Tuesday, September 4, 2012

An Encouraging Conversation with Voice of Reason

Voice of Reason [1] stopped by my office today. She has been, like me, working on an article project (though her work is about three to four months more advanced). And like me, she's apparently been producing a lot of words with very few great thoughts to hold it all together.

We've been talking a lot about our frustrations with writing, and how they're producing doubts about the new projects we're working on, respectively. The underlying theme to all these discussions is: "Why can't I be smarter?"

And somehow, over this weekend, we both realized an important truth: the first book project -- the one that made us feel like we knew something -- didn't start out as a first book. Before that, it was a dissertation, and an article or two along the way. And before that, it was three years of research, reading, fumbling, and following dead-end roads. The lesson here is that bumping into walls is part of the process.  And it's part of the process that you have to repeat with every damn thing you write.

"You mean I have to keep feeling dumb every time I do this?" I ask myself.  Well, yes. And that's going to suck.  But knowing that it's part of the process is kind of like the doctor saying, "Now, this is going to hurt." It doesn't stop it from hurting, but it lets you know that the pain is normal, expected, and most of all, temporary.


[1] To those new to the blog, Voice of Reason is a friend, colleague, and former neighbor who reacts to situations with an equanimity and grace that I stand in awe of. She is who I want to be when I grow up.

10 comments:

Comrade Physioprof said...

This is a very excellent post. Scientific research is exactly this way as well.

Historiann said...

All of the above, plus you don't have your grad student friends/colleaues around any more with whom to commiserate or to offer reassurance that you're not the only one feeling stupid.

Something I've found that is very liberating in terms of teh stupid is doing research in another language. If I feel stupid, it doesn't feel like it's so much my fault! (Yay?) Or maybe it just feels like more of a challenge on so many levels that I don't worry about feeling stupid, I worry that I will never make sense of the chicken scratch I see in the tomes unfolded before me in the archives.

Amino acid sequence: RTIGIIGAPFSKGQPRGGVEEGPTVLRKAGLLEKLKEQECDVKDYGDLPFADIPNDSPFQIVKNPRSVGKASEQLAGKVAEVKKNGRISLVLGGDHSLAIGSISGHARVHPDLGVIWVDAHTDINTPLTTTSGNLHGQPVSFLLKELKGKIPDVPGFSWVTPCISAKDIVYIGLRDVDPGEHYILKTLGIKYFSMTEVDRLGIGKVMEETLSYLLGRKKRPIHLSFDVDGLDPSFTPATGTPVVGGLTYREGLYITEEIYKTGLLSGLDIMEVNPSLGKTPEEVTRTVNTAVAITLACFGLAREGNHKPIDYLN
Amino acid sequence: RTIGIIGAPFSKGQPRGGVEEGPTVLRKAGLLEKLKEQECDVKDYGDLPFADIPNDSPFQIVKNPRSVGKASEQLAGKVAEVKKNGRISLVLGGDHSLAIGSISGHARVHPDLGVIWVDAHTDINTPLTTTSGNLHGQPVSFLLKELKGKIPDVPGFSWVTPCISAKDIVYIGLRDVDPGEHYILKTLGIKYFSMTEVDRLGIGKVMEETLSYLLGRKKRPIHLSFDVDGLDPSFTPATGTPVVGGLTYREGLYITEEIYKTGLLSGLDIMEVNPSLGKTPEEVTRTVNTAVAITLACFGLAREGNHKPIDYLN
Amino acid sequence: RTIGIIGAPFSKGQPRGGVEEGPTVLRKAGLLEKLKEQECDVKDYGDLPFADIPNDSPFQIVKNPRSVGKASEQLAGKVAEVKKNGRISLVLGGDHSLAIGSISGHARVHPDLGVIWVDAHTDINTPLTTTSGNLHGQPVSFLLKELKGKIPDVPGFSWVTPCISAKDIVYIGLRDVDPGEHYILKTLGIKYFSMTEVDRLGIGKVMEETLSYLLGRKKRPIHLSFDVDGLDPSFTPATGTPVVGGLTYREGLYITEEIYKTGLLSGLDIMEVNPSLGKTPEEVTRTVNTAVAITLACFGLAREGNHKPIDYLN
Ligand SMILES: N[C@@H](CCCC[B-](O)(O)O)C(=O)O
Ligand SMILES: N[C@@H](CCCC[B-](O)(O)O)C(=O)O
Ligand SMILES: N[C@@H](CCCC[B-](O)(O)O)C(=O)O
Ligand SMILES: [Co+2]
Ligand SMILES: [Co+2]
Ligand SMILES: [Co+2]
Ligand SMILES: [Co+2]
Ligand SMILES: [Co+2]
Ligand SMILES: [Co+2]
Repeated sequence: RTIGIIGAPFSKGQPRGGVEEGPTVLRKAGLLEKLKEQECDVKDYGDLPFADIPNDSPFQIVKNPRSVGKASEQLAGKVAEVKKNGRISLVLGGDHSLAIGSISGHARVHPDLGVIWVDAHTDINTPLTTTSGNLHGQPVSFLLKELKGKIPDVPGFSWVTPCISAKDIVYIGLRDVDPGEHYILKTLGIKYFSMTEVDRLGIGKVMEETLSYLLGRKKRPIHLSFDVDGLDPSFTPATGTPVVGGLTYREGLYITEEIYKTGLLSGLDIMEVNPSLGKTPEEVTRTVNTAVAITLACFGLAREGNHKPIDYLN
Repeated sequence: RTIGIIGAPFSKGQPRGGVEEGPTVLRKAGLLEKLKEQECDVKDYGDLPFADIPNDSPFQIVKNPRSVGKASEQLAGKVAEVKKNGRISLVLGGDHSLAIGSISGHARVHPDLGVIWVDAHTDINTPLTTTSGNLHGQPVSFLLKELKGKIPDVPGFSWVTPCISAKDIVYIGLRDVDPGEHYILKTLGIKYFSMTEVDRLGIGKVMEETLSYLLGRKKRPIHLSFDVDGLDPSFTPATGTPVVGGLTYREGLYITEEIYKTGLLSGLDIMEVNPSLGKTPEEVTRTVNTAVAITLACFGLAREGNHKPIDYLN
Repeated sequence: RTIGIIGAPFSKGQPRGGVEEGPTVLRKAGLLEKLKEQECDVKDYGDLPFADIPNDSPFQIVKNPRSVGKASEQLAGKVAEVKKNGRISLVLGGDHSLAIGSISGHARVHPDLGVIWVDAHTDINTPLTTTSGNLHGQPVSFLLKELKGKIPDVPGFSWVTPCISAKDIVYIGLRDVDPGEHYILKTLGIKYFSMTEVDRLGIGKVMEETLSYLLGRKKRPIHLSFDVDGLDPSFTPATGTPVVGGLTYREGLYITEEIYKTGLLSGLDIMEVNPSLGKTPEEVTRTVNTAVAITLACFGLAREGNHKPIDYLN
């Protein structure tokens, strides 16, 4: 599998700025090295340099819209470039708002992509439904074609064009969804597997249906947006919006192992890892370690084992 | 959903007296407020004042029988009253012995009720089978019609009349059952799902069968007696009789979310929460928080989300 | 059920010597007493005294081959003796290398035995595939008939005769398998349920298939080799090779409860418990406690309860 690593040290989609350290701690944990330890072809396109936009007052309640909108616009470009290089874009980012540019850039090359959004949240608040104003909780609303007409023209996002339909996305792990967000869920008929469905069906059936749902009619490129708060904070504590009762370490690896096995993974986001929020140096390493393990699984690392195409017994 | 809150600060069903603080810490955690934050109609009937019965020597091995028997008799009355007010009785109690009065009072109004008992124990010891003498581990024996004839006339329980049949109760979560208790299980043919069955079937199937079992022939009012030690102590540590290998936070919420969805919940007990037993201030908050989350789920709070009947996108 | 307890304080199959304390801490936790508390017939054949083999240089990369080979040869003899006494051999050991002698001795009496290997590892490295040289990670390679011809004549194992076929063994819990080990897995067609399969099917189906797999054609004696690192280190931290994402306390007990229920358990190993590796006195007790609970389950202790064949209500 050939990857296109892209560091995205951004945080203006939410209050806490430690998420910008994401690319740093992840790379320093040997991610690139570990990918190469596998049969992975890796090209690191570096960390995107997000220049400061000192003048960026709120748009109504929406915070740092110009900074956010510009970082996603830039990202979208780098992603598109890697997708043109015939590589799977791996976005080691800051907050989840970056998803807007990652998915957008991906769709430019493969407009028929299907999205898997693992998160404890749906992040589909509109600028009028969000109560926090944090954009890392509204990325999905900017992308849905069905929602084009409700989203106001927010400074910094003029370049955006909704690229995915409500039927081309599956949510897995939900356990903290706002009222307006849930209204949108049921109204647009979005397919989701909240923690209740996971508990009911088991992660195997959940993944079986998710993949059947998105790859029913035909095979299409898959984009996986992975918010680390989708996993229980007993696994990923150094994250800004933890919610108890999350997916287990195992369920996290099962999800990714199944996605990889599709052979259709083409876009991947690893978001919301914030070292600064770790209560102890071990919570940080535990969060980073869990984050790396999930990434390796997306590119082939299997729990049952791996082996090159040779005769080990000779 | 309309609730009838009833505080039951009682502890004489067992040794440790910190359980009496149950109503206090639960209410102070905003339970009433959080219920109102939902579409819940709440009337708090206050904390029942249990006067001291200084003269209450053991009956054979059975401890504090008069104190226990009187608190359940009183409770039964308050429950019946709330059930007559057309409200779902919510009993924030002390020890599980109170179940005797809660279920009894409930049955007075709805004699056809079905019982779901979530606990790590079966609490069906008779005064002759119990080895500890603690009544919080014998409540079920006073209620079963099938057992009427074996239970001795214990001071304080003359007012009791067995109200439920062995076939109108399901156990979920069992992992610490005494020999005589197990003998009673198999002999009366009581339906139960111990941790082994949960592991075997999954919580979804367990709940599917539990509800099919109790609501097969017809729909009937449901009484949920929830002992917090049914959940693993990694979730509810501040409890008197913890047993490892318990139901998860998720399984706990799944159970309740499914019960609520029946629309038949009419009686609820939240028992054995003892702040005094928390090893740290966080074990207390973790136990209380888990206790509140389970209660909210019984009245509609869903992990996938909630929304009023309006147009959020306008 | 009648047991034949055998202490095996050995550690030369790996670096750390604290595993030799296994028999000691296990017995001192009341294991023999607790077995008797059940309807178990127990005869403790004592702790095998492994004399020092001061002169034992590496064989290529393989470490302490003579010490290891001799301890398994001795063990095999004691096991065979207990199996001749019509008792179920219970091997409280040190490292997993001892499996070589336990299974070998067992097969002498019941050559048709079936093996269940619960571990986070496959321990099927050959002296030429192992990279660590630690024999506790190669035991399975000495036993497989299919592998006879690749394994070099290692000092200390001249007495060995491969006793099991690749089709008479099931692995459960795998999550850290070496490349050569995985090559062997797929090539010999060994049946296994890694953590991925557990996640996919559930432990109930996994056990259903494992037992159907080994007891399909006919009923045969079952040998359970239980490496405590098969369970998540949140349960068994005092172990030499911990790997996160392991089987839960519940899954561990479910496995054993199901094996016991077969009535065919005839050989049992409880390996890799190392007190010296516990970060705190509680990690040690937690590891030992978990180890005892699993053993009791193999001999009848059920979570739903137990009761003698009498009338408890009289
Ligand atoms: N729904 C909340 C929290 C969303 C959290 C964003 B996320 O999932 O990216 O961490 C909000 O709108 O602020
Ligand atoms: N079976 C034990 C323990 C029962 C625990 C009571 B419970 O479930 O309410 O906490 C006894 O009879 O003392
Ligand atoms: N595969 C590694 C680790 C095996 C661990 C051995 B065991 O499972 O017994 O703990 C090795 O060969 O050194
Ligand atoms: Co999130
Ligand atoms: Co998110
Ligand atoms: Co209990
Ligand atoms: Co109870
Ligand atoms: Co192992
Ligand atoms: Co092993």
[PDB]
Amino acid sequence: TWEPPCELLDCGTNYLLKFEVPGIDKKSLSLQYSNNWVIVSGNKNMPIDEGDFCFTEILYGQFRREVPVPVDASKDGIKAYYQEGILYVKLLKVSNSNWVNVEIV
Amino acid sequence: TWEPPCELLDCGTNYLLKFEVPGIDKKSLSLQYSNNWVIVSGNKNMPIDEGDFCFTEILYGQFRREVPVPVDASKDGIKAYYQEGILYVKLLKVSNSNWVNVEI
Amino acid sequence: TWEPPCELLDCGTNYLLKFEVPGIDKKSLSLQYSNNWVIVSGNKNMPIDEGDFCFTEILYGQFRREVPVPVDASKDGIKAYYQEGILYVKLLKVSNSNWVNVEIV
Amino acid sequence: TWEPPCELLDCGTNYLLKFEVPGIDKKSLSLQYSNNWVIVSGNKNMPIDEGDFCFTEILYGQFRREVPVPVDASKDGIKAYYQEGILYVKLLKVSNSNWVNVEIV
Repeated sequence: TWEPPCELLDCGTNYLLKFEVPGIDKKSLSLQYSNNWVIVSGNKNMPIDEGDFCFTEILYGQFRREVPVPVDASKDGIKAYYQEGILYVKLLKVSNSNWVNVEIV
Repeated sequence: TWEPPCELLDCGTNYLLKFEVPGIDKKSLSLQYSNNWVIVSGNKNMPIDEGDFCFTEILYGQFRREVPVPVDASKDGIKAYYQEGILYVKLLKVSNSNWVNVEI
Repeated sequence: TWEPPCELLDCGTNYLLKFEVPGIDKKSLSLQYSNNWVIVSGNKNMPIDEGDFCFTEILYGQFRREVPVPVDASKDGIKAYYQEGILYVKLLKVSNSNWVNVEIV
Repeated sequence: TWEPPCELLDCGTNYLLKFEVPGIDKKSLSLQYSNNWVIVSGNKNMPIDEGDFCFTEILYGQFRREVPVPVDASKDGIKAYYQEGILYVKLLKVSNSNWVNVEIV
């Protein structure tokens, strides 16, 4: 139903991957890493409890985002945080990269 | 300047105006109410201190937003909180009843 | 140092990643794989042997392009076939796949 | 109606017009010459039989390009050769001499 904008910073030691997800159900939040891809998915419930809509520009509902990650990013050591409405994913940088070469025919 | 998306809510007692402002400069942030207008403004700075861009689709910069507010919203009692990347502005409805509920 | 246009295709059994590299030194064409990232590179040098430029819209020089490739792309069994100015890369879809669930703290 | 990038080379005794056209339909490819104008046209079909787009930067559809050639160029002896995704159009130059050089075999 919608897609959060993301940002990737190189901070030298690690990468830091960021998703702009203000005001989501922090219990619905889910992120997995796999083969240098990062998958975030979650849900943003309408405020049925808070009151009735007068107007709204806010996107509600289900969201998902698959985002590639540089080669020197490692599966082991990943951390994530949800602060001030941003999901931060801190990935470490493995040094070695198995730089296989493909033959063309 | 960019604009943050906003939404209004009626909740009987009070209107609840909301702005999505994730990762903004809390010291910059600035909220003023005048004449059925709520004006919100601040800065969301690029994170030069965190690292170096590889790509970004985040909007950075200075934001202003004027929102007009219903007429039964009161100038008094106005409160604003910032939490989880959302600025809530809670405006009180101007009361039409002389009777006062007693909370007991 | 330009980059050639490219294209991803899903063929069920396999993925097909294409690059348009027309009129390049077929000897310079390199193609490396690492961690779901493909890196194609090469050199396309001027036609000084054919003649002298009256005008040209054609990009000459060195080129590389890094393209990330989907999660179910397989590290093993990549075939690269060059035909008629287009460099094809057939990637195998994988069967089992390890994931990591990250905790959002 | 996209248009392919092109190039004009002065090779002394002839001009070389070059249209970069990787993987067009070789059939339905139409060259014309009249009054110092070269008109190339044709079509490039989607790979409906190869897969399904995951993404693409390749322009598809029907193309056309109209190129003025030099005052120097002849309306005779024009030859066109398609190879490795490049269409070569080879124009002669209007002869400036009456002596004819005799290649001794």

(You've written perceptively about this in the recent past--about how you freak out for the first few days back in the archive, feeling like you can't read or understand a single thing and that you never will.)

ramblingsofaphdstudent said...

As a baby academic, it's a bit relaxing to hear that those who are further along in their careers feel this same way. I often think that I'm just not smart enough to do this...then I get over that hump and have a moment of confidence! haha!

Notorious Ph.D. said...

Savor those moments, Ramblings. Maybe write a note to your future self that you *are* smart enough. Because believe me, future self will forget.

The Mad Dreamer said...

I'm with rambling. This is very relaxing to hear.

ntbw said...

Oh, I feel dumb all the time! Between the other languages thing and the latest theory mysteries (honestly, trying to cope with post human whatever, object oriented ontology blah blah blah makes me miss grappling with poststructuralism in grad school), I think must surely have been smarter 10 years ago. BUT the other side is that I think it is hugely liberating, and in some ways easier, to write a book that is, from the beginning, a book and not seminar papers that became dissertation chapters etc. My books after the book that started as a diss have all been MY projects; they never had to satisfy the desires of a committee or a grad studies office.

Susan said...

The other challenge is that when you are in grad school, you generally have fewer distractions, which makes it easier to carve out time...

And yes, the fact that you write book 2 without a dissertation makes it much harder..

Bavardess said...

So this periodic reeling between feeling kinda smart and feeling really quite stupid is going to go on for the rest of my life? But I, too, find your post reassuring. At least now I know it's normal!

Anonymous said...

Several years ago, the Journal of Cell Science published an essay called "The Importance of Stupidity in Scientific Research." http://jcs.biologists.org/content/121/11/1771.full

I make all of my research students read it...

Comrade Physioprof said...

Oh, speaking of this topic, the book "Ignorance: How It Drives Science" by Stuart Firestein is really, really good!

(Disclaimer: The author is a longtime friend and colleague.)